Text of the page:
Reading #MeToo stories in the wake of the Weinstein revelations, I’m aware of how much my own experiences of harassment inform the way I parent my sons. Right now, I take my boys to the park and they look like puppies, racing around and tumbling over each other in a gleeful, messy mob.
But I’m aware a day will come when they go to the park without me, or to the mall, or into the city. They are already strong in number, and soon they will be strong in stature, too. There will be 5 of them—young, solid males, bound together by habit and familiarity. And that closeness, coupled with their size, will be intimidating to other people—especially women. That’s why my job is so important right now, while my boys are still at home and listening to their mother.
I don’t believe my sons will grow up to be predators, and I don’t want them to grow up worrying that other people fear them, but I do want them to recognize the long legacy of injustice they’re inheriting. Historically, women haven’t been treated well; historically, men have been responsible for that mistreatment. Hence, there’s a lot of work to be done in relation to gender and behavior, and it is my sons’—and all sons everywhere—responsibility to be part of that work.
And so I teach them. Not just the simple stuff like, “Don’t hug or kiss a girl if she doesn’t want you to.” But the more subtle things, such as: “If there’s a 2-seater, you only get half of it, and you leave a little bit of space between you and the other person. And if you’re walking up a flight of stairs behind someone else, you leave a little bit of space between you there, too. And if you have to stand right behind someone on a crowded train, then you angle your body to the side a little bit so you’re not pressed right up against their body.”
We warn our children about sexual assault and abuse. We educate them about consent. We school them in modern-day feminism and equality. But we need to teach our kids how to apply those lessons in everyday life. Our boys may understand that the balance of power between men and women still tips in men’s favor, but they may not understand how they can help correct that imbalance. This is where we, as parents, need to empower our sons with useful information.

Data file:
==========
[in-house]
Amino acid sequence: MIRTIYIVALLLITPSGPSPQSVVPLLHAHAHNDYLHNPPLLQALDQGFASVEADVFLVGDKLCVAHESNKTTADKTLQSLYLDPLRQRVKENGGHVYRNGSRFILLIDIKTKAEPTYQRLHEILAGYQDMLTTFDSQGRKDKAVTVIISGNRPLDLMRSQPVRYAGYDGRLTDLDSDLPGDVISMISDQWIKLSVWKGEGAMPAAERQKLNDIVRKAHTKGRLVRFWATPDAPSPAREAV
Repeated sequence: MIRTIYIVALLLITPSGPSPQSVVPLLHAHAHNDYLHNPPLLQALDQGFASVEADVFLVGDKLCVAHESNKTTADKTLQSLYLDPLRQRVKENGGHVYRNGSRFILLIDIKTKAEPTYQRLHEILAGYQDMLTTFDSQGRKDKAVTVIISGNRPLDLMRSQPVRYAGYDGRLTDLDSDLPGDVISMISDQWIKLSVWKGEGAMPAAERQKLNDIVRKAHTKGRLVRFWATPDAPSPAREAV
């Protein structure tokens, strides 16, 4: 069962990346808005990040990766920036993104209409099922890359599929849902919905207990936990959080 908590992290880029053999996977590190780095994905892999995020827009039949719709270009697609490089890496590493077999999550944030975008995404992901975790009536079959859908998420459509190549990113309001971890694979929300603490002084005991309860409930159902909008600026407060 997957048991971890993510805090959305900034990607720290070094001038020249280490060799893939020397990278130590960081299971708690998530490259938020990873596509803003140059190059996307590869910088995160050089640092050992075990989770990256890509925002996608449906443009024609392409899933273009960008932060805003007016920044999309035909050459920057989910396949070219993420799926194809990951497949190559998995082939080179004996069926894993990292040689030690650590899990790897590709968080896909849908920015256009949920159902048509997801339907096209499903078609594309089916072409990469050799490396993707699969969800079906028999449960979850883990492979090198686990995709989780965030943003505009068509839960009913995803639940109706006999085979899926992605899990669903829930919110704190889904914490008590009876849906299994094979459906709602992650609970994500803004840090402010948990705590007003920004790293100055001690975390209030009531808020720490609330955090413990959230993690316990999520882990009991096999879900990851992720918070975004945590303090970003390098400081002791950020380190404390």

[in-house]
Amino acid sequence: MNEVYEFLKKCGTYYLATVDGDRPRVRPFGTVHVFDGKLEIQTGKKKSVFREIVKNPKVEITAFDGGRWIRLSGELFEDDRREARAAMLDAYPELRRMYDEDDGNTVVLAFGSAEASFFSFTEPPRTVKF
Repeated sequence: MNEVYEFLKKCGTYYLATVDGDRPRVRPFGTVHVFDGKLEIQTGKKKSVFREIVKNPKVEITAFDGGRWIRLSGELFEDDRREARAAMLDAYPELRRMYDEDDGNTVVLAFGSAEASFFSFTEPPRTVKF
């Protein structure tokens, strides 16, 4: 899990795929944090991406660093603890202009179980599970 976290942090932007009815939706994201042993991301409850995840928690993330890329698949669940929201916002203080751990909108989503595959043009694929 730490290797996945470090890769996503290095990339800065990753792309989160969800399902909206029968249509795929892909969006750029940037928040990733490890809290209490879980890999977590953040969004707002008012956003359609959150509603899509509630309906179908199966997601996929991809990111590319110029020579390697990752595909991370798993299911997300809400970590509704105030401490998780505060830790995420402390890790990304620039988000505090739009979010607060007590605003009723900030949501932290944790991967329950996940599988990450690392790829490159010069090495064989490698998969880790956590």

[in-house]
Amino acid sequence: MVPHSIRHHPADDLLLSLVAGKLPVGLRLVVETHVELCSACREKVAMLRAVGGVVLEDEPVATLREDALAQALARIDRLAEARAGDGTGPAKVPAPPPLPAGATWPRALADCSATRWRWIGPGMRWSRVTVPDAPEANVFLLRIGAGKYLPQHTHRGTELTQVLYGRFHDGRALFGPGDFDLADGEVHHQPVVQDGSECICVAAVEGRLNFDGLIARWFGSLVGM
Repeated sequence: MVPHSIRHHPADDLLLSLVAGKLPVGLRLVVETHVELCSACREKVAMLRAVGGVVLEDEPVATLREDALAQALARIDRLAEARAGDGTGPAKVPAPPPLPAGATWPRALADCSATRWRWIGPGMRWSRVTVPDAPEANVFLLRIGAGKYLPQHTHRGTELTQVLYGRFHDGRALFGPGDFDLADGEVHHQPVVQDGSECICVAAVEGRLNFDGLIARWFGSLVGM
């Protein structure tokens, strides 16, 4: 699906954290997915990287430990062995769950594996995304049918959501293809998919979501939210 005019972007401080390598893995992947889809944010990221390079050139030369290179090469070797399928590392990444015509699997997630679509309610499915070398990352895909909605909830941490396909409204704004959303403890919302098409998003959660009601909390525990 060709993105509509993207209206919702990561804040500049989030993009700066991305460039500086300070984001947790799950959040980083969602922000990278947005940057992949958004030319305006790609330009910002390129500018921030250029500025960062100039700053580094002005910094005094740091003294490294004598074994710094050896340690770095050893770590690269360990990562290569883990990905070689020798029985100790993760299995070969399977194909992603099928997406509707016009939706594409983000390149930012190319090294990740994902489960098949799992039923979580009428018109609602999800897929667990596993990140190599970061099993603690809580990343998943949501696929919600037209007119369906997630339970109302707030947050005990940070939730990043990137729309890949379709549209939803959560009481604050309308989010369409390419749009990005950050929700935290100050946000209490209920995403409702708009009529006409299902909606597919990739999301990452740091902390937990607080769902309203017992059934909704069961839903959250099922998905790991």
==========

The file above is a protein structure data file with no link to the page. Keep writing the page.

It’s not enough to just tell them to never rape their dates or touch a co-worker inappropriately. We need to provide practical guidance on how even the most subtle actions can either contribute to a culture of intimidation and assault, or help undo it. We need to teach our boys to make sensitive choices—all day, every day—and peer-pressure other boys to do the same.
Teach them that if a girl picks up a book or puts on headphones or puts a phone to her ear instead of returning their advances, then that conversation is closed. Teach them that if they’re walking towards a woman in a laneway, maybe they should cross to the other side of the street or at least put their hands in their pockets—not because they’re a threat, but because no matter how innocent their intentions may be or how friendly their face, they’re up against history and the only way to challenge and change those patterns is to show that they’re willing to try a different approach.
Encourage them to extend the sense of solidarity they feel with teammates on the sports field to their female classmates, co-workers, and neighbors. Praise them when they make respectful choices, and point out other men doing the same. Tell them to intervene when they see or overhear someone else doing the wrong thing.
The way forward is not just to stop bad men from being bad, but for all of us to do our part in teaching good men to be even better.